The Authenticity Shift in Social Media

Image by Gerd Altmann from Pixabay

Cultural changes can take a while, but less so when it comes to digital culture. They come about through societal learning, where, over time, a community or society, teaches one another what is and isn’t acceptable. Much how parents teach a child about acceptable behaviours in public. We’ve been doing this, as we learn at a massive scale, what is and isn’t right in social media. Think about taking pictures with your smartphone of other people in public or at parties. Today, we tend to check with others if it’s okay. A lot of parties today ask you to put your mobile away. Taking pictures without permission is frowned upon. We’ve slowly taught this social etiquette over many years. And now, another shift is happening.

The shift is towards authenticity and reality. This will impact how brands advertise and promote their products. It is also a shift that could have deep impacts on social media platforms from Facebook, Instagram, TikTok to Twitter and beyond. A notable new app that is catching on in this space is BeReal out of France and according to data from Apptopia it has grown 315% with the majority of growth just this year. The primary users are Gen Z, although there is a good chunk of Millennials starting to use the app. BeReal allows one post per day. You have 2 minutes max and everyone gets to see your post. it uses both the front and rear cameras, forcing a sense of reality. Some influencers will likely figure workarounds to try and be more than they really are. But the point is, BeReal, like Wordle and Twitter Spaces, relies more on scarcity.

There’s a bit of a trend towards apps and social media tools that focus more on scarcity and authenticity. Much of this is being driven by Gen Z, a.k.a. Zoomers. Largely because they have more buying power and a larger audience influence than Millennials and Boomers are less influential when it comes to social media and eCommerce activities, although that is changing too. Gen X is sandwiched between Millennials and Boomers, and although they have higher disposable incomes, marketers tend to ignore them as they’re a smaller demographic.

So why a shift towards more realism and authenticity in social media apps? Digital culture in a nutshell. Remember the early days of social media? It was “share everything and anything, anytime, anywhere.” These tools were new, there were no playbooks and everyone was figuring things out. It was oversharing. As social media tools progressed and we started to tell each other what to do, where to do it and how, we moved into the age of the influencer. We carefully curated our content and started to present an almost alternative reality. We also became more divisive and then the algorithms decided showing negative content was more profitable for the social media platforms than reality and anything nice. The algorithms took a page from traditional news media: If it bleeds it leads.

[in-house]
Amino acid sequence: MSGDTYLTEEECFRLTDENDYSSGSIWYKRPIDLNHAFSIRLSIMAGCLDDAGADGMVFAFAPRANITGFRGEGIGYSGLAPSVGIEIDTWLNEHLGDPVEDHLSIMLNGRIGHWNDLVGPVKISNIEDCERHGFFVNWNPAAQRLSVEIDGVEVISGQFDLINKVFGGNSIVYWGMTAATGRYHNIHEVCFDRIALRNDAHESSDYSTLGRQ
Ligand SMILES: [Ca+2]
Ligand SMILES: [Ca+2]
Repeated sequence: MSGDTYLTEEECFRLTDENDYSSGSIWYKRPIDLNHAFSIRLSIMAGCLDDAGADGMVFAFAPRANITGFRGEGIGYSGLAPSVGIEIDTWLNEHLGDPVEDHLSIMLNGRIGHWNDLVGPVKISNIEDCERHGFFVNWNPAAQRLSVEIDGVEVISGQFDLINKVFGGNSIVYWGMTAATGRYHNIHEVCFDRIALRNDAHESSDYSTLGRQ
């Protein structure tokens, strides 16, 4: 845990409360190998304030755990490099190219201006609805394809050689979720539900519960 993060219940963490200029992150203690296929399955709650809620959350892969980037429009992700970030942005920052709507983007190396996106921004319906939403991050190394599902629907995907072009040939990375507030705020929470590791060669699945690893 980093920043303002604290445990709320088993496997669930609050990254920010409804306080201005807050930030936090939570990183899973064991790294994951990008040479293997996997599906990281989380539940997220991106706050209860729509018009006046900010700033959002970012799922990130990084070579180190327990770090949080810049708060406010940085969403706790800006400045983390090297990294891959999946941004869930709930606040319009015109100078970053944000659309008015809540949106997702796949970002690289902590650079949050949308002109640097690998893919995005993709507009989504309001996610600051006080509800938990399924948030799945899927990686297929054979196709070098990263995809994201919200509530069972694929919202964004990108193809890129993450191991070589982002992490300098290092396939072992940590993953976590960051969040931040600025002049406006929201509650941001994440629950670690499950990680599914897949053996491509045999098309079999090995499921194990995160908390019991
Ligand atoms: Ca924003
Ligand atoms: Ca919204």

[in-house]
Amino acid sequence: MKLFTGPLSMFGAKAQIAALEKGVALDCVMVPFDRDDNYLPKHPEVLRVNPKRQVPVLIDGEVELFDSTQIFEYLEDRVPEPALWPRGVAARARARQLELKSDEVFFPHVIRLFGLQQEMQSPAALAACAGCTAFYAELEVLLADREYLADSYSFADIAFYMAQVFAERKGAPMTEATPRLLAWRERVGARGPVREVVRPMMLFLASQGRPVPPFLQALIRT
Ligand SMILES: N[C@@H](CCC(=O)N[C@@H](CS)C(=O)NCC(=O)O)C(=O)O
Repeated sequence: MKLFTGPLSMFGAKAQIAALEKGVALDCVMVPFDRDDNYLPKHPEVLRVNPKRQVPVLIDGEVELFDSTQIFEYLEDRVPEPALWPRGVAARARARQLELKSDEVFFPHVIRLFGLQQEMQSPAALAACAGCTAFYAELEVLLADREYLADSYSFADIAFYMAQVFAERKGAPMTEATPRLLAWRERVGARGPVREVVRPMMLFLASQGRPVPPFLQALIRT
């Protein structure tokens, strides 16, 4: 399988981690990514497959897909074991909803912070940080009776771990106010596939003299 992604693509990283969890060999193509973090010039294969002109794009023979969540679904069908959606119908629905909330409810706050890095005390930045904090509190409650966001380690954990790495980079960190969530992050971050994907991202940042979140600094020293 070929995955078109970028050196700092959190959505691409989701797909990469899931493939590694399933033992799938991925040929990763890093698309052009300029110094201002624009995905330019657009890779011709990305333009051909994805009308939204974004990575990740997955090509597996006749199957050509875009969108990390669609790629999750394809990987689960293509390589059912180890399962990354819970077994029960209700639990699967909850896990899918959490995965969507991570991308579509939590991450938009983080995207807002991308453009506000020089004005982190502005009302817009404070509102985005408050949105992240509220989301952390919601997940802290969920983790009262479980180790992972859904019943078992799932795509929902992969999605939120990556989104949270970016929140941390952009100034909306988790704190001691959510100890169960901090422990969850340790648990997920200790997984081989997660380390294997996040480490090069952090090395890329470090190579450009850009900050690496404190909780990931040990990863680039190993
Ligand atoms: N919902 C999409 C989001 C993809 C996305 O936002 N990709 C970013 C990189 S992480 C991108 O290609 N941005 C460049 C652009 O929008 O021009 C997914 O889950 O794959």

My netnographic research and that of others, however, is starting to show a shift again. While the algorithms haven’t changed much, people have. Hence apps like BeReal. Consumers have seen the results of research such as Facebook did about how Instagram made teens feel more depressed and anxious. Meta, as usual, tried to slip that under the corporate rug. But people have conversations about what they’re seeing and how they want to change, and they’re doing it via social media. While the platforms themselves are sort of paying attention to this, other startups are taking more notice and creating apps and tools. Brands are as well and they’re putting pressure on the social media platforms.

There have been movements generated by humans on these platforms, such as the CelebFace account calling out celebrities using photo edits and surgeries. Or the “Instagram vs. Reality” challenge. Many tend to work in the short term but end up being a bit cloudy in terms of actual changes. But taken together, along with parents and others teaching their kids and Gen Z being much more aware of how they’re being manipulated, are signalling a change.

All of this presents a significant challenge to brands in how they engage in these platforms and very much so for the major social media platforms themselves. When these platforms, like any large company, reaches a certain size, innovation, change and adaptation to market trends tends to slow significantly. Platforms like Facebook and Twitter have shareholders and many employees. Turning the ship around is harder. This allows disruptors who are truly playing to win, to edge in and take audiences away. TikTok did this brilliantly and neither Twitter nor Instagram were able to adapt. Facebook is seeing audience engagements decrease, ad campaigns be less effective and is distracted by it’s so far failing focus on the metaverse.

While it’s very early days for this digital cultural shift, the conversations taking place on platforms like Reddit and on Twitter, are indicating a genuine desire towards apps and platforms that respect privacy more, are tired of so much advertising and high degrees of negativity on their feeds. With brands increasingly following the social shifts in cultural groups like Gen Z, the major social media platforms have a significant challenge ahead of them. New entrants like BeReal are starting to chip away. If they become movements and brands always go where the market is, major social media platforms are at risk. This is an exciting sea change to watch. Both consumers and brands may also be better off for it as well.

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Giles Crouch | Digital Anthropologist

Giles Crouch | Digital Anthropologist

Digital / Cultural Anthropologist | Featured in Wired, National Geographic & Forbes | Celt | Explorer | Intensely Curious